Each of the three upgrades, when taken, will be unavailable for the next phase, until you have taken each one, at which point they’ll all be available again. The blue upgrade, which allows triple forward-fire, is clearly the best, and therefore best saved for the very difficult wave 4. Once wave 4 is completed, if you have taken all three upgrades, then all three upgrades come back and you can take the blue one again for the fifth round against the “entire fleet,” which as far as I can tell is endless.

GAB rating: Below Average

It’s inoffensive, but the play is marred by weird mechanics, poor hit detection and is otherwise unremarkable.

Game 120: Turbo

This strikes me as a pseudo-3D remake of Monaco GP, an earlier TTL-based Sega game that through some voodoo accomplishes more graphical tricks than should be possible without a CPU.

You’re driving in a very long endurance race against seemingly unlimited opponents, all of them incapable of hitting high gear. Passing them wouldn’t be a problem, except that they drive like they’re drunk and it’s easy to slam into them, again and again, costing precious seconds. Your goal is to pass 40 before time runs out, which grants extended play, but with a nasty surprise; now crashing kills you. Lose two lives, and your extended play (and game) is over.

Like Monaco GP, controls are twitchy and annoying, and crashes just don’t feel avoidable. I played with a keyboard, as I don’t have a steering wheel, but I don’t think a wheel would have helped much; the crashes came less often from my inability to control the car and more often from my inability to predict where all those road hogs were going to be as I tried to not be there when it happened. The constant perspective changes are kind of neat, but the transitions are abrupt and jarring, and another source of unavoidable crashes.

GAB rating: Below Average, for the sum of its annoying play mechanics.

Game 121: Zaxxon

Sega’s earliest whale is, according to Wikipedia, the very first video game to employ an axonometric projection to convey a 3D effect. Mathematically, all isometric projection is axonometric, but not all axonometric projection is isometric. In true isometric perspective, any two lines that would intersect at 90 degrees in the 3D space will intersect at exactly 120 degrees in the 2D projection.

True isometric perspective is rare in video games, and most of the games labeled this way are merely axonometric, but Zaxxon is in fact both.

And this seems like an odd choice for this kind of game, a 3D variant of Scramble. Gauging depth is nearly impossible in a truly isometric perspective, and this is a critical skill in a shmup. To aim at your enemies, or avoid crashing into the terrain, you must know where your ship is relative to these things. An altimeter on display doesn’t help very much, as it doesn’t really indicate anything relative to the terrain.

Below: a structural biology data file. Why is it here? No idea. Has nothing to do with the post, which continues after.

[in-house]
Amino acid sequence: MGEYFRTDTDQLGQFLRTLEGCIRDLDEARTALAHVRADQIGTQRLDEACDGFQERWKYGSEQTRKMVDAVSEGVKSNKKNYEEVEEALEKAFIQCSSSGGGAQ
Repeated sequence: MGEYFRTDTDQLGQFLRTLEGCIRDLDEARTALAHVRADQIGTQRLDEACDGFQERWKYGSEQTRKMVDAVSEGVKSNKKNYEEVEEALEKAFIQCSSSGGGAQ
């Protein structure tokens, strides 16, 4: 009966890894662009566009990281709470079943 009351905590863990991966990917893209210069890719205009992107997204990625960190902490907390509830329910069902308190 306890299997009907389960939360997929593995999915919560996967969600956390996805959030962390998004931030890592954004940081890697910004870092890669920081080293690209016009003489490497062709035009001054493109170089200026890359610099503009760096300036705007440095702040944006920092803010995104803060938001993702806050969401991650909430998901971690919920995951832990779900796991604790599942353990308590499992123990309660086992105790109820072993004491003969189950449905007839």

Fortunately, there are a few tools; your shadow indicates the ship’s X,Y position, and most of your targets are on the ground – pity your only weapon is a laser gun, and you don’t have bombs! The laser gun also helps determine your position relative to the terrain; often you must pass through a small opening in a wall, but firing your laser gun will either impact on the wall or pass through the opening, as will your ship on its unadjusted trajectory.

Once you understand how to deal with brick walls, you’re fairly safe in the air. But, if you spend too much time at a high altitude, a homing missile will fly right at you, so it’s best to stay at low altitude where you can shoot at the ground targets for points and fuel, as you do in Scramble. Fuel drums are wide targets but must be hit close to the center to count, while merely brushing up against them is enough to kill you. High scoring targets are risky; laser guns pointed in your direction don’t shoot often, but if they do, dodging may be impossible. The most valuable targets are the satellite dishes, which are often out of the way and close to dangerous terrain, requiring fancy flying to swoop in, shoot them down and swoop out fast enough to pass through the next obstacle without crashing into it.

But at the midpoint of the loop, forget it. There, you’ll encounter a dogfight against up to 20 fighters in deep space, and without shadows as a visual aid there’s just no good way to align them in your sights. The game cheats on the isometric projection a bit by enlarging or shrinking the sprites as they climb or dive, which doesn’t normally occur during a true isometric projection, but it’s not enough. Your fighter also displays a targeting reticle, complete with an audible ding, when a fighter is in your sights, but they’ll fly out of your sights too quickly for human reaction time. Fortunately, their shots are just as unlikely to hit you as yours are to hit them, so flying around wildly and shooting a lot, hitting whenever you happen to, seems to get pretty good results.

At the end of the loop, you’ll face Lego Robby the Robot, who is indestructible and armed with a single homing missile. Shoot the missile six times and it will explode, and cause the robot to run away, granting you a pathetically small 200 point bonus. It’s not terribly difficult, but you don’t have much time to find the correct altitude and alignment for blasting it out of its launcher, a task aided by your shadow and laser impact points on the robot itself.